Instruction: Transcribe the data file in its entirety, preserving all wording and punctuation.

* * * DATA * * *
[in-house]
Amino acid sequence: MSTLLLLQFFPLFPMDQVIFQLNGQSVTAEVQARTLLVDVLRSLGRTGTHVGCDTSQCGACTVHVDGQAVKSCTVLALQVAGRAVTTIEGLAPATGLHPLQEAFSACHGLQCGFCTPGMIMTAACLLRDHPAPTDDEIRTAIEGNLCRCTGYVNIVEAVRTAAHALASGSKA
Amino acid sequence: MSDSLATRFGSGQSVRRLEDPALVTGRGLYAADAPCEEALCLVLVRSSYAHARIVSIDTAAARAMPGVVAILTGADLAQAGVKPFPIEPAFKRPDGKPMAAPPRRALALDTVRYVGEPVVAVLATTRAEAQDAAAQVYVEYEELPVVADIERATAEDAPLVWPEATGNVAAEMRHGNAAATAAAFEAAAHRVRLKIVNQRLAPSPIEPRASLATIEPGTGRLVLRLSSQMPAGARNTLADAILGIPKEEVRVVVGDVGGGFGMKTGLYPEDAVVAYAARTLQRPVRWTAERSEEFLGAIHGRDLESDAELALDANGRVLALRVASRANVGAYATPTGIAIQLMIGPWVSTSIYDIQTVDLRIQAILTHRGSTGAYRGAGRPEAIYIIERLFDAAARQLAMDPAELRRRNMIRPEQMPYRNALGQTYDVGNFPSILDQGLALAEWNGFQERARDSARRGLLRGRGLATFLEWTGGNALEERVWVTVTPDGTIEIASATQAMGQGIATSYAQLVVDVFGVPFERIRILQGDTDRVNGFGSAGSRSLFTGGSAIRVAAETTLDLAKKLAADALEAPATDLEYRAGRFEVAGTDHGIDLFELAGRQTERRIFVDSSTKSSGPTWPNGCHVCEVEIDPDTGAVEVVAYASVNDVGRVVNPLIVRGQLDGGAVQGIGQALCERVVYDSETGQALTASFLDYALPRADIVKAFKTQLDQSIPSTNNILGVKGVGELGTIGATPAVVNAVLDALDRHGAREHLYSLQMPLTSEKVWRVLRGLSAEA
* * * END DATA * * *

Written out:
[in-house]
Amino acid sequence: MSTLLLLQFFPLFPMDQVIFQLNGQSVTAEVQARTLLVDVLRSLGRTGTHVGCDTSQCGACTVHVDGQAVKSCTVLALQVAGRAVTTIEGLAPATGLHPLQEAFSACHGLQCGFCTPGMIMTAACLLRDHPAPTDDEIRTAIEGNLCRCTGYVNIVEAVRTAAHALASGSKA
Amino acid sequence: MSDSLATRFGSGQSVRRLEDPALVTGRGLYAADAPCEEALCLVLVRSSYAHARIVSIDTAAARAMPGVVAILTGADLAQAGVKPFPIEPAFKRPDGKPMAAPPRRALALDTVRYVGEPVVAVLATTRAEAQDAAAQVYVEYEELPVVADIERATAEDAPLVWPEATGNVAAEMRHGNAAATAAAFEAAAHRVRLKIVNQRLAPSPIEPRASLATIEPGTGRLVLRLSSQMPAGARNTLADAILGIPKEEVRVVVGDVGGGFGMKTGLYPEDAVVAYAARTLQRPVRWTAERSEEFLGAIHGRDLESDAELALDANGRVLALRVASRANVGAYATPTGIAIQLMIGPWVSTSIYDIQTVDLRIQAILTHRGSTGAYRGAGRPEAIYIIERLFDAAARQLAMDPAELRRRNMIRPEQMPYRNALGQTYDVGNFPSILDQGLALAEWNGFQERARDSARRGLLRGRGLATFLEWTGGNALEERVWVTVTPDGTIEIASATQAMGQGIATSYAQLVVDVFGVPFERIRILQGDTDRVNGFGSAGSRSLFTGGSAIRVAAETTLDLAKKLAADALEAPATDLEYRAGRFEVAGTDHGIDLFELAGRQTERRIFVDSSTKSSGPTWPNGCHVCEVEIDPDTGAVEVVAYASVNDVGRVVNPLIVRGQLDGGAVQGIGQALCERVVYDSETGQALTASFLDYALPRADIVKAFKTQLDQSIPSTNNILGVKGVGELGTIGATPAVVNAVLDALDRHGAREHLYSLQMPLTSEKVWRVLRGLSAEA